biograpical details on Wikipedia
BARBARA SMOKER was born
in 1923 in London into a Roman Catholic family, and had a convent
education. As a girl she was torn
between the ambitions of becoming a nun or a writer - in either case
for the greater glory of God; but with wartime service in multi-credal
Ceylon in the Women's Royal Naval Service as a wireless telegraphist
she began to re-think her religious
On 15 August 1945, on
the forenoon watch, she sent out her own signal to the ships at sea so
as to avoid unnecessary deaths through servicemen not knowing the war
against Japan was over, and it was repeated in other countries of S.E.
Back in civilian life,
she thought and read a lot about religion - and the more she thought
and read the less she found it possible to believe. In
1949 she finally renounced Christianity and joined the secular humanist
She also became active
in various social campaigns - abolition of the death penalty, nuclear
disarmament, radical alternatives to prison, the legalisation of
abortion and voluntary euthanasia, the squatting movement, and Bernard
Shaw's alphabet reform - and she served on a large number of committees.
As president of the
National Secular Society from 1971 to 1996, she represented the atheist
viewpoint in print, on lecture platforms and soap-boxes, in speaking
tours, in debates, and on radio and TV, and in 1981 gave spoken and
written evidence on religious education to the Parliamentary Select
Committee on Education and Science.
She also officiated at non-religious funerals, wedding
ceremonies, gay and lesbian commitments, and baby-namings, and trained
other secular humanists to do so.
In 1984 she undertook a
five weeks' speaking tour of the United states, and in 1990 a similar
tour of India; and. in 1998 visited India again to inaugurate a mass
She was chairman of the
Voluntary Euthanasia Society from 1981 to 1985, and compiled a book on
that subject (Peter Owen, 1985). Her other
books include Humanism, for use in secondary schools (Ward Lock
Educational, 1973), with revised updated editions (National Secular
Society 1984, British Humanist Association 1998 and South Place Ethical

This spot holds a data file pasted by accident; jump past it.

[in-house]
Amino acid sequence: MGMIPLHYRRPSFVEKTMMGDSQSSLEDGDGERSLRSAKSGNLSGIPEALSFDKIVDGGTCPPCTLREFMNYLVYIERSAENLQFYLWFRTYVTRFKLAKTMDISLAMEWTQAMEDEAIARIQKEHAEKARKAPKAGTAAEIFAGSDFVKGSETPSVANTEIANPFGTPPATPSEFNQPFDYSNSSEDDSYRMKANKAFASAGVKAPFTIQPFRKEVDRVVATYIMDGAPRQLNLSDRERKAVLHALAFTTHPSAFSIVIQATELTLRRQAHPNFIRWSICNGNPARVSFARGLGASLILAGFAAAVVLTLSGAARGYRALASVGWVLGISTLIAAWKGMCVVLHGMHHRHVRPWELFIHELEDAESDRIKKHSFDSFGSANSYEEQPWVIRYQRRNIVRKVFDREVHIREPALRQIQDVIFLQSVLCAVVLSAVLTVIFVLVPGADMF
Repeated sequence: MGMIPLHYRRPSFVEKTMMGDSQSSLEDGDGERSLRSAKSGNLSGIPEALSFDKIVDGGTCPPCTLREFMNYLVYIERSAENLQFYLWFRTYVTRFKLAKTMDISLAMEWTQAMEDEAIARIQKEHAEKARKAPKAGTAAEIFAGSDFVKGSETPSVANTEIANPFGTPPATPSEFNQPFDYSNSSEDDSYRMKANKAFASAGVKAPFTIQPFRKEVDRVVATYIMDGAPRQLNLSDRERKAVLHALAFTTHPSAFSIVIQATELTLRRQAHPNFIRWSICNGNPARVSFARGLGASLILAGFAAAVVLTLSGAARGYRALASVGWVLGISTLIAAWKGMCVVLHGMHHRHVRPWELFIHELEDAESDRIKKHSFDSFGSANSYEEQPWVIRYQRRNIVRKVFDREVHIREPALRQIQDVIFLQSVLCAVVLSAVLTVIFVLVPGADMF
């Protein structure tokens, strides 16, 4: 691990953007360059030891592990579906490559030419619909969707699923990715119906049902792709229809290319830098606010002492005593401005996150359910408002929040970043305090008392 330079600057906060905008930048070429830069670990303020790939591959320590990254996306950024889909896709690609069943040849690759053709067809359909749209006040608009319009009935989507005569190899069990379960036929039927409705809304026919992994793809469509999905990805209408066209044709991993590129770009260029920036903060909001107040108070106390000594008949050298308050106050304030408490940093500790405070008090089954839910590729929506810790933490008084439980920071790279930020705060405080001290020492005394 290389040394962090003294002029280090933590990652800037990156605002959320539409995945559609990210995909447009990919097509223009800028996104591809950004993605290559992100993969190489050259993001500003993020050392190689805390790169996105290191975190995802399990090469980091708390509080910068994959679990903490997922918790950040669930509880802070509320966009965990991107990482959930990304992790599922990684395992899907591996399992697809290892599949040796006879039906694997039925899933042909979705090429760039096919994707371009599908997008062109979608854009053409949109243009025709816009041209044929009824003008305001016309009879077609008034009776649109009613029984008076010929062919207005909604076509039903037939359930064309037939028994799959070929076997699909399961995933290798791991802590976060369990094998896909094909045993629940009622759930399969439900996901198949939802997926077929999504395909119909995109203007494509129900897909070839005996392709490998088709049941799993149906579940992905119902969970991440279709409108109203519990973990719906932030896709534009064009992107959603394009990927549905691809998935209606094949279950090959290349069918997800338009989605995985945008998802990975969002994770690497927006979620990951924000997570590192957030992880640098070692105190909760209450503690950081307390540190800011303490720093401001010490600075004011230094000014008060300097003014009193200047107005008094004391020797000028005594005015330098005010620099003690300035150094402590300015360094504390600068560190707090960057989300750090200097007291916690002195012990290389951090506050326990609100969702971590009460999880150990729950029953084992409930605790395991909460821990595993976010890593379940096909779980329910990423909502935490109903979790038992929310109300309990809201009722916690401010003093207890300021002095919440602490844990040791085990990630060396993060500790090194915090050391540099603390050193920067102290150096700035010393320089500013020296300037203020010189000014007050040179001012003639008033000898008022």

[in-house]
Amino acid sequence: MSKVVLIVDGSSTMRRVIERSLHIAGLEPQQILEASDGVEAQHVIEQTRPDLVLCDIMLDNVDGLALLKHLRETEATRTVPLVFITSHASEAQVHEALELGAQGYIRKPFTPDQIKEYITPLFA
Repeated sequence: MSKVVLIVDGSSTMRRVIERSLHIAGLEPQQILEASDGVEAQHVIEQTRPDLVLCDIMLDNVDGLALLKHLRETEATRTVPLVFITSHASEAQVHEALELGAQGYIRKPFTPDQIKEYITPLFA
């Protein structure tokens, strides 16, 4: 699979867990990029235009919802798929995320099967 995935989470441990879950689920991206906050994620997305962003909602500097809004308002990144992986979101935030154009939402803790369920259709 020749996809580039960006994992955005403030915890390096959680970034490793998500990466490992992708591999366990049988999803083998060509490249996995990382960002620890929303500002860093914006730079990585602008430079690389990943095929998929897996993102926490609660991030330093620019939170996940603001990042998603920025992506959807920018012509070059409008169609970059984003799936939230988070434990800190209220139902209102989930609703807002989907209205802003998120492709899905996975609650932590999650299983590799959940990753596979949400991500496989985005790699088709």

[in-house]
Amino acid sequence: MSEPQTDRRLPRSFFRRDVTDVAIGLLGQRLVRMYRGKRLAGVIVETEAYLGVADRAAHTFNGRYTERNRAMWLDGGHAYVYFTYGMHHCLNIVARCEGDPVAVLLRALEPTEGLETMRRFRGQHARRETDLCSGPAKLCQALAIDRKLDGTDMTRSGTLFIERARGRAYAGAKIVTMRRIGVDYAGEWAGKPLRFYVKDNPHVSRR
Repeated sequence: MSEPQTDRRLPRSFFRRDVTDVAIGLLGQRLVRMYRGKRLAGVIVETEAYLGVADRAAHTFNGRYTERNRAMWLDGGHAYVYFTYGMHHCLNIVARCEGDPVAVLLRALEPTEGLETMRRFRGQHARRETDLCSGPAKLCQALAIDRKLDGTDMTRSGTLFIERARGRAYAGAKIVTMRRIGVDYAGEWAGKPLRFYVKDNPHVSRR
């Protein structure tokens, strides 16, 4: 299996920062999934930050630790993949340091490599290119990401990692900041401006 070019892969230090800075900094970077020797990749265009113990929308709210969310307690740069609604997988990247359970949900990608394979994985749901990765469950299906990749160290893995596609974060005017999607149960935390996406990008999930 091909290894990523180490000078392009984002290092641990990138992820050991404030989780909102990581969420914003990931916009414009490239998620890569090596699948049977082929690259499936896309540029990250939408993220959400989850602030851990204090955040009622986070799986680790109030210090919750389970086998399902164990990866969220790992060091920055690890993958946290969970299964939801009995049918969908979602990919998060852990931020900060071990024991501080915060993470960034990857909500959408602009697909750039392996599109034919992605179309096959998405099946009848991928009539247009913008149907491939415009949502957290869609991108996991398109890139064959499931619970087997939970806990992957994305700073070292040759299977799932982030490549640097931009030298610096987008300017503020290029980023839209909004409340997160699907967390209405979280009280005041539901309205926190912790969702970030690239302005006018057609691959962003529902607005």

Society 2005); a book of satirical verse, Good God! (1977); and
a collection of her articles, Freethoughts (2002). She also
scripted a playlet, Atheism on a Soap-Box, which was both
cassetted and published (1985).
Her pamphlet Eggs
Are Not People was distributed to all MPs in 1985 to dissuade them
from voting for a ban on embryo research; and in 1986 a letter she had
drafted on the dangers of segregating children in religious schools was
endorsed by 22 distinguished signatories and published in the Guardian
On 27 May 1989, standing with a homemade banner proclaiming "Free
Speech" beside the route of the big Muslim march that demanded the
death of author Salman Rushdie, she survived a physical assault by a
surge of demonstrators.
In 1985 she recorded a radio talk, "Why I am an Atheist", for
the BBC World Service, and in 1999 featured in the BBC1 TV documentary "Living
With the Enemy", for which she spent a week with a group of
fundamentalist Christians. She also took part in the 2005 BBC Radio 4
programme "Losing My Religion", a portion of her interview
being selected for "Pick of the Week".
The International Humanist and Ethical Union honoured her in the
Sorbonne in July 2005 with a "lifetime achievement" award for
Distinguished Services to Humanism.
"Distinguished Services to Humanism" See her typically modest acceptance
Smoker's books - old-fashioned printed and bound books - can be
ordered from her direct see 'Publications'.